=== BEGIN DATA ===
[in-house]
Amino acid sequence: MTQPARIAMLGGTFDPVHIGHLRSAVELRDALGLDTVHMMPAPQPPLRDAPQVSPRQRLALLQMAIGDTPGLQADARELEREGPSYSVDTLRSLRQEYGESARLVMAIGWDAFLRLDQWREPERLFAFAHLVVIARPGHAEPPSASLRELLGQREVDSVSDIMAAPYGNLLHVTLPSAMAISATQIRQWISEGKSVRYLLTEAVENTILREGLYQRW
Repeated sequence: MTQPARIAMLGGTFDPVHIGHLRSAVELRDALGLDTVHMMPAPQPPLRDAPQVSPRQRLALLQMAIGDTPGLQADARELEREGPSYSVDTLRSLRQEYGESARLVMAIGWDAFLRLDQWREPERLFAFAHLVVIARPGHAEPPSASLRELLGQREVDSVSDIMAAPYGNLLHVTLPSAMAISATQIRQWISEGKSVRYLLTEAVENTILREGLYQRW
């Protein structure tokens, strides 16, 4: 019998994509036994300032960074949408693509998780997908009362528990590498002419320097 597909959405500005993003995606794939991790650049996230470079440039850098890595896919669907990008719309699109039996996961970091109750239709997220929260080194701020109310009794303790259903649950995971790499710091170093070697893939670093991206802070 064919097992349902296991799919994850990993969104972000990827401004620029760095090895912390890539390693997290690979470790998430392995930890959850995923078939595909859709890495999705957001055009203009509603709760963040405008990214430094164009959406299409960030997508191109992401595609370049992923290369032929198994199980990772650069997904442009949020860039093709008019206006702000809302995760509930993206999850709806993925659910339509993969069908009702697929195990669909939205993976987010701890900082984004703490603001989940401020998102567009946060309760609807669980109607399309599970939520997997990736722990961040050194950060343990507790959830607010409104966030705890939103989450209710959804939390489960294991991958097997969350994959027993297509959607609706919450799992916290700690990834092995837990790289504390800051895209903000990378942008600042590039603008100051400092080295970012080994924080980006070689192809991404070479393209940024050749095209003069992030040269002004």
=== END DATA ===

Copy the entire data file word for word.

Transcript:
[in-house]
Amino acid sequence: MTQPARIAMLGGTFDPVHIGHLRSAVELRDALGLDTVHMMPAPQPPLRDAPQVSPRQRLALLQMAIGDTPGLQADARELEREGPSYSVDTLRSLRQEYGESARLVMAIGWDAFLRLDQWREPERLFAFAHLVVIARPGHAEPPSASLRELLGQREVDSVSDIMAAPYGNLLHVTLPSAMAISATQIRQWISEGKSVRYLLTEAVENTILREGLYQRW
Repeated sequence: MTQPARIAMLGGTFDPVHIGHLRSAVELRDALGLDTVHMMPAPQPPLRDAPQVSPRQRLALLQMAIGDTPGLQADARELEREGPSYSVDTLRSLRQEYGESARLVMAIGWDAFLRLDQWREPERLFAFAHLVVIARPGHAEPPSASLRELLGQREVDSVSDIMAAPYGNLLHVTLPSAMAISATQIRQWISEGKSVRYLLTEAVENTILREGLYQRW
């Protein structure tokens, strides 16, 4: 019998994509036994300032960074949408693509998780997908009362528990590498002419320097 597909959405500005993003995606794939991790650049996230470079440039850098890595896919669907990008719309699109039996996961970091109750239709997220929260080194701020109310009794303790259903649950995971790499710091170093070697893939670093991206802070 064919097992349902296991799919994850990993969104972000990827401004620029760095090895912390890539390693997290690979470790998430392995930890959850995923078939595909859709890495999705957001055009203009509603709760963040405008990214430094164009959406299409960030997508191109992401595609370049992923290369032929198994199980990772650069997904442009949020860039093709008019206006702000809302995760509930993206999850709806993925659910339509993969069908009702697929195990669909939205993976987010701890900082984004703490603001989940401020998102567009946060309760609807669980109607399309599970939520997997990736722990961040050194950060343990507790959830607010409104966030705890939103989450209710959804939390489960294991991958097997969350994959027993297509959607609706919450799992916290700690990834092995837990790289504390800051895209903000990378942008600042590039603008100051400092080295970012080994924080980006070689192809991404070479393209940024050749095209003069992030040269002004």